Client:Orange Spain

Industry:Telecommunications

Region:Europe

The Orange Robot Factory leverages RPA to fulfill CEO’s vision for business transformation

Orange Spain customer story hero image

400+

robots created and deployed since Q4 2017

24/7

fast and efficient customer service provided by software robot ecosystems working together

100

strong multidisciplinary teams in Robot Factory

Over €34 million

in savings in a little over 2 years

250

employees trained in RPA with the UiPath Academy

Spanish subsidiary of the leading French telco operator Orange leads the way with the creation of a Robot Factory that uses the UiPath Business Automation Platform to generate millions of euros of savings for the company. All while transforming the way they do business and enrolling the entire staff in the automation initiative.

When Laurent Paillasot was appointed CEO of Orange Spain in 2016, he set in motion an enterprise-wide transformation of the way the company operated which has successfully driven growth in the business. Growth to the point that it has, on occasion, overtaken even the Orange parent company in France. His strategy and vision for the company was based on three tenets: that it should become a digital (yet at the same time a human-centric) company, where agility and flexibility are fostered, and where not only is teamwork encouraged, but also individual talent is maximized.

Robotic process automation (RPA) was viewed as a technology that wasn’t simply a means to optimize operations, but that could be a key enabler to achieve these tenets across the organization. The democratic nature of the steps required to create a software robot, as enshrined in the UiPath 'automation first' philosophy, dovetailed perfectly into Paillasot’s three principles. A technology for the digitalization of the business that improves the work environment for employees, driving agility and flexibility in the company’s operations, and one that can be built by multidisciplinary teams to allow individuals to use their creative talent and add value to the business.

Orange

With this in mind, he gave his total backing to the creation of what was to become known as the Orange Robot Factory, headed by Javier Castellanos. The Robot Factory is a business within the business, dedicated to the automating internal processes so that employees can provide greater value to Orange’s customers. His support was crucial for the success of the initiative, says Castellanos, because “we at Orange were much braver than others at the start. We see companies that test and automate a couple of processes as pilot projects over a year or more, whereas we went all out, setting ourselves the target to create and operationalize one robot per week. And the results spoke for themselves: within the first six months of activity of the Orange Robot Factory, more than two million interactions in the company were already done by robots.”

The first use cases helped us a lot to gain credibility within the company once the whole organization could see for itself that we could offer fast deployment, quick returns on investment, and immediate reductions in costs.

Javier Castellanos • Head of Orange Robot Factory

Orange was 100% certain they wanted to work with UiPath as their main automation provider. The range of easy-to-use and highly visual products that don’t require high levels of technical expertise to understand allowed them to democratize the automation process. And enabled them to define an operating model for the Robot Factory where employees can ask for a software robot and participate in the robot development.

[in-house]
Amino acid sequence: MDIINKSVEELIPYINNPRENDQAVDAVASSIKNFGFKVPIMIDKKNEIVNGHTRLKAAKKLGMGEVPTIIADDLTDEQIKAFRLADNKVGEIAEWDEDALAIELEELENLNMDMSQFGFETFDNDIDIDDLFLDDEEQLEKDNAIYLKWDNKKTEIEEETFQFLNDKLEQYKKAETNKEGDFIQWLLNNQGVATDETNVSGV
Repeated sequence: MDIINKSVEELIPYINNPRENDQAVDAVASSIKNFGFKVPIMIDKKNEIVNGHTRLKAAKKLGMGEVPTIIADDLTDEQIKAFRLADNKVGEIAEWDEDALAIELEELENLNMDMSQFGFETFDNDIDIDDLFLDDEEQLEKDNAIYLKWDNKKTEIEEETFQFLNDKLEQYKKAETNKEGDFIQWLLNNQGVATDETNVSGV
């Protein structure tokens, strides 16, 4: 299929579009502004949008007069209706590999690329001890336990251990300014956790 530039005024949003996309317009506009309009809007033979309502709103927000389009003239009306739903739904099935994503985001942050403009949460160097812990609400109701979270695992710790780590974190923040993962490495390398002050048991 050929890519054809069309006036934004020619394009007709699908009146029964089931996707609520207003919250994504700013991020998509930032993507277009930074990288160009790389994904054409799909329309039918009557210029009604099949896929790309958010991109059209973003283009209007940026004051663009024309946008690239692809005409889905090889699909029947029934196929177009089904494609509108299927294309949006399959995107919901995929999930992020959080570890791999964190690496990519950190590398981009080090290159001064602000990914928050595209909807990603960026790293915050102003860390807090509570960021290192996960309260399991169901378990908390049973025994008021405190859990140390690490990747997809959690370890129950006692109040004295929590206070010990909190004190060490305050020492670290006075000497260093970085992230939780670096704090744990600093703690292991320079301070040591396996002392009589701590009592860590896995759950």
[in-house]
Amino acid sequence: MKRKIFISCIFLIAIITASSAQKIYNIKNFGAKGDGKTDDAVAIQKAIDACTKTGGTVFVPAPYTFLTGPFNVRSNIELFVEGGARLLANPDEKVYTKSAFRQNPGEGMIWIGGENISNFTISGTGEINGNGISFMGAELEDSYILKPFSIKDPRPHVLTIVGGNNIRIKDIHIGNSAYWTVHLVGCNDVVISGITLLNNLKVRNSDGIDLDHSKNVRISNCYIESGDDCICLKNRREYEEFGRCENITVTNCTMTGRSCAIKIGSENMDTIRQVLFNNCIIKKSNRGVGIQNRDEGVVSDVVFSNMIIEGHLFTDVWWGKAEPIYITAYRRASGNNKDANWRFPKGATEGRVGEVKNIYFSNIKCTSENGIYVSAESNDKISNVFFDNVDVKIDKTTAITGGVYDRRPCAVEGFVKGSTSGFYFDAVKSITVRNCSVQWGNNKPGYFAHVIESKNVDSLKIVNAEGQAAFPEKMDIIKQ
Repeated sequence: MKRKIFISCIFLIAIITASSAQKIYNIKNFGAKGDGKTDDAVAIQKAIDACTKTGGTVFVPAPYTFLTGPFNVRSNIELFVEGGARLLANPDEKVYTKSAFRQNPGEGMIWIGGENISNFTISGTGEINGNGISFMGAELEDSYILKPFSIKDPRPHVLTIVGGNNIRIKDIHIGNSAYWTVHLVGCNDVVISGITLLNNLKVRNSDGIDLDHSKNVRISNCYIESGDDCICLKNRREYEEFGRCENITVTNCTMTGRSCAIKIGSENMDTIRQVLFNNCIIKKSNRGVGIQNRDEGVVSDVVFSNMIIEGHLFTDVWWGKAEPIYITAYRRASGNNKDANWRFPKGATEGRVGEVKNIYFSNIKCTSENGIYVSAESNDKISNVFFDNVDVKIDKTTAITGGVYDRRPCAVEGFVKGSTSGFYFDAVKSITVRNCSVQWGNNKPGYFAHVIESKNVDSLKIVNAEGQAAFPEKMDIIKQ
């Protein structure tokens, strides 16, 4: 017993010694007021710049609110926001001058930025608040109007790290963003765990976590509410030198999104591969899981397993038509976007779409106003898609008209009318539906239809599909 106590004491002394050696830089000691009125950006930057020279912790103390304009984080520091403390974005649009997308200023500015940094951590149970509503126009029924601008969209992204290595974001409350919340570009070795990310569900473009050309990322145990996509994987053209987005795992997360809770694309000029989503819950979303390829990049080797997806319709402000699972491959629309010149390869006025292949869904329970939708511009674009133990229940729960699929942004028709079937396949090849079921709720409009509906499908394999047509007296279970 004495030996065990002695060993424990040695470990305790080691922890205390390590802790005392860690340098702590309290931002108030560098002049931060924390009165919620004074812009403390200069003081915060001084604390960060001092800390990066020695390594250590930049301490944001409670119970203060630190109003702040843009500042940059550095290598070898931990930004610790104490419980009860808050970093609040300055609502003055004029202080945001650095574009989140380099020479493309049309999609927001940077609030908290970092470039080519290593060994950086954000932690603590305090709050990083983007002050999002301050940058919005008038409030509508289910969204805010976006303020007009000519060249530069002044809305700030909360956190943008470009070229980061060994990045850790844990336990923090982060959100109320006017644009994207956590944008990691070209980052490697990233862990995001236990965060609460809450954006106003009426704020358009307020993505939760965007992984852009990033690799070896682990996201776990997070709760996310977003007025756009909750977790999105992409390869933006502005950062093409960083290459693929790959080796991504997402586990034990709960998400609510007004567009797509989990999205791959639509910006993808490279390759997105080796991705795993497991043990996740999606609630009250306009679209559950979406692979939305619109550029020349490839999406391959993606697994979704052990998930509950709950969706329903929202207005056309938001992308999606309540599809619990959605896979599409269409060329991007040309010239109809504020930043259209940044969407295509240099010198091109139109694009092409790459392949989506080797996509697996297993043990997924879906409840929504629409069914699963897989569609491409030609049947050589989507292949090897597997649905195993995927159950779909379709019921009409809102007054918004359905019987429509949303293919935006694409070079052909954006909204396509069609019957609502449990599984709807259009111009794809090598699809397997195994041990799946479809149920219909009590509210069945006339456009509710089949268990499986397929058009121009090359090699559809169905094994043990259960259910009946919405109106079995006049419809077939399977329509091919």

The Robot Factory

Launched in Q4 of 2017, the Orange Robot Factory began by going through the same learning and growth curve as any ‘startup’ business would. The Robot Factory started with a team of just 13 people from various business units (not just IT). Since then it's grown to 100 strong and has created over 400 robots across the company. They've also installed 'RPA ambassadors' in all departments. Amassadors provide the team direct contact with every area to uncover new automation opportunities. Most of the team comes from inside Orange because, as Castellanos said, “the knowledge has to be internal.”

“The company could have hired some consultants or brought in people from external providers to the organization,” he added. “But instead of doing that, Orange has ‘drawn from the bench,' opting to incorporate only a few very specific profiles from outside.”

The emphasis on training employees in RPA has been fundamental to the success of the initiative—on the one hand to reduce fear of the technology but also to motivate staff to change the way they operate the business.

Javier Castellanos • Head of Orange Robot Factory

Orange’s automation journey started with the first robot deployment for a member of the Quality Control department, a qualified telecoms engineer. The engineer was having to spend an hour and a half per day launching and processing client satisfaction surveys after they had had fiber optic internet connections installed in their homes and businesses. That time each day equated to two months a year dedicated to a monotonous and repetitive task that was ripe for automation, according to Castellanos’ calculations.

The process involved obtaining three different reports from two systems, aligning the data in several different Microsoft Excel sheets, and preparing an individual URL in order to send surveys to customers via SMS, and putting the file on the File Transfer Protocol (FTP) for clients to access and fill in. The laborious and time-consuming tasks were way below the employee’s level of technical knowledge as a telco engineer. Now, the robot completes the task in just two minutes, and the employee has time to review clients' responses, understand the process better, and make suggestions for improvements.

“This was the kind of use case we were looking for and an example of the changes we wanted to implement on the staff,” said Castellanos. “There was concern at the start among employees that robots would be ‘stealing their jobs’ and they would be laid off. So, our internal communication plan was critical to addressing these concerns. We made a video about this first robot deployment and how it helped the employee. And we showed it to the whole organization, highlighting clearly how software robots can help individuals be free from doing these kinds of tasks, allowing them to perform higher-value work that leverages their own talent.”

We were much braver than other companies that test and automate a couple of processes as pilot projects over a year or more. We went all out, setting ourselves the target to create and operationalize one robot per week. And the results spoke for themselves: within the first six months of activity of the Orange Robot Factory, more than two million interactions in the company were already done by robots.